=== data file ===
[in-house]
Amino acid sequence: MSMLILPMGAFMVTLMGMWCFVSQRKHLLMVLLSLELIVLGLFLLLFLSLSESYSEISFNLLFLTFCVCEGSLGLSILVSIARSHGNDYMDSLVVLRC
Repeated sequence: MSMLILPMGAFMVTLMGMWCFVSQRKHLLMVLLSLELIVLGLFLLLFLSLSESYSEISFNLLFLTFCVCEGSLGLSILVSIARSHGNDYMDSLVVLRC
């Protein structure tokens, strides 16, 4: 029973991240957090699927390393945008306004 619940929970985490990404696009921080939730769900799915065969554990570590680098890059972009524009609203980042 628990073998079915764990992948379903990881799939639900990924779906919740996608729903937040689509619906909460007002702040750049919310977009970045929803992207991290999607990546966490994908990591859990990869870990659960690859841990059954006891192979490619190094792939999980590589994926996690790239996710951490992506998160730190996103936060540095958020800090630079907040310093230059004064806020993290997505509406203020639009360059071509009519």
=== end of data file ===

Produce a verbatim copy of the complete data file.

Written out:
[in-house]
Amino acid sequence: MSMLILPMGAFMVTLMGMWCFVSQRKHLLMVLLSLELIVLGLFLLLFLSLSESYSEISFNLLFLTFCVCEGSLGLSILVSIARSHGNDYMDSLVVLRC
Repeated sequence: MSMLILPMGAFMVTLMGMWCFVSQRKHLLMVLLSLELIVLGLFLLLFLSLSESYSEISFNLLFLTFCVCEGSLGLSILVSIARSHGNDYMDSLVVLRC
């Protein structure tokens, strides 16, 4: 029973991240957090699927390393945008306004 619940929970985490990404696009921080939730769900799915065969554990570590680098890059972009524009609203980042 628990073998079915764990992948379903990881799939639900990924779906919740996608729903937040689509619906909460007002702040750049919310977009970045929803992207991290999607990546966490994908990591859990990869870990659960690859841990059954006891192979490619190094792939999980590589994926996690790239996710951490992506998160730190996103936060540095958020800090630079907040310093230059004064806020993290997505509406203020639009360059071509009519």